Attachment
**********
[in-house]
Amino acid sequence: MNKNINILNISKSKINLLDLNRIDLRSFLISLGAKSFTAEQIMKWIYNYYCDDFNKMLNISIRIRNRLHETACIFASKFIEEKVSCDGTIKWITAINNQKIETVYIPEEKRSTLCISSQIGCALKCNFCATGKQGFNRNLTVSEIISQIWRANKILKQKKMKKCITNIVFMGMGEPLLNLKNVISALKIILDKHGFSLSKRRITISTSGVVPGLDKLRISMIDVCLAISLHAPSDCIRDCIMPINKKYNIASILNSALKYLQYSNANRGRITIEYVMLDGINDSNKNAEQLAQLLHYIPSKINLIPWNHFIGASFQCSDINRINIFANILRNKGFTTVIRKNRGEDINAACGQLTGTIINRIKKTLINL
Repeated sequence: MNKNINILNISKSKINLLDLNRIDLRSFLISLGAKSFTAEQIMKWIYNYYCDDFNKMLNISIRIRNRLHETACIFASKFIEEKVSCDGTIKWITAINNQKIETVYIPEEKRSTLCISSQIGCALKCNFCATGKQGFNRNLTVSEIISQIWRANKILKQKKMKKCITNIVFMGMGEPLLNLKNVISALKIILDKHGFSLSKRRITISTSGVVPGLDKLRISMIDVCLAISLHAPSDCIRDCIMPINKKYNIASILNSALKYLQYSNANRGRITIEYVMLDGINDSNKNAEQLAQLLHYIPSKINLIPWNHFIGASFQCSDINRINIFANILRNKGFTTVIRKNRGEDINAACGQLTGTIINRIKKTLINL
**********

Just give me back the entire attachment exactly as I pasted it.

[in-house]
Amino acid sequence: MNKNINILNISKSKINLLDLNRIDLRSFLISLGAKSFTAEQIMKWIYNYYCDDFNKMLNISIRIRNRLHETACIFASKFIEEKVSCDGTIKWITAINNQKIETVYIPEEKRSTLCISSQIGCALKCNFCATGKQGFNRNLTVSEIISQIWRANKILKQKKMKKCITNIVFMGMGEPLLNLKNVISALKIILDKHGFSLSKRRITISTSGVVPGLDKLRISMIDVCLAISLHAPSDCIRDCIMPINKKYNIASILNSALKYLQYSNANRGRITIEYVMLDGINDSNKNAEQLAQLLHYIPSKINLIPWNHFIGASFQCSDINRINIFANILRNKGFTTVIRKNRGEDINAACGQLTGTIINRIKKTLINL
Repeated sequence: MNKNINILNISKSKINLLDLNRIDLRSFLISLGAKSFTAEQIMKWIYNYYCDDFNKMLNISIRIRNRLHETACIFASKFIEEKVSCDGTIKWITAINNQKIETVYIPEEKRSTLCISSQIGCALKCNFCATGKQGFNRNLTVSEIISQIWRANKILKQKKMKKCITNIVFMGMGEPLLNLKNVISALKIILDKHGFSLSKRRITISTSGVVPGLDKLRISMIDVCLAISLHAPSDCIRDCIMPINKKYNIASILNSALKYLQYSNANRGRITIEYVMLDGINDSNKNAEQLAQLLHYIPSKINLIPWNHFIGASFQCSDINRINIFANILRNKGFTTVIRKNRGEDINAACGQLTGTIINRIKKTLINL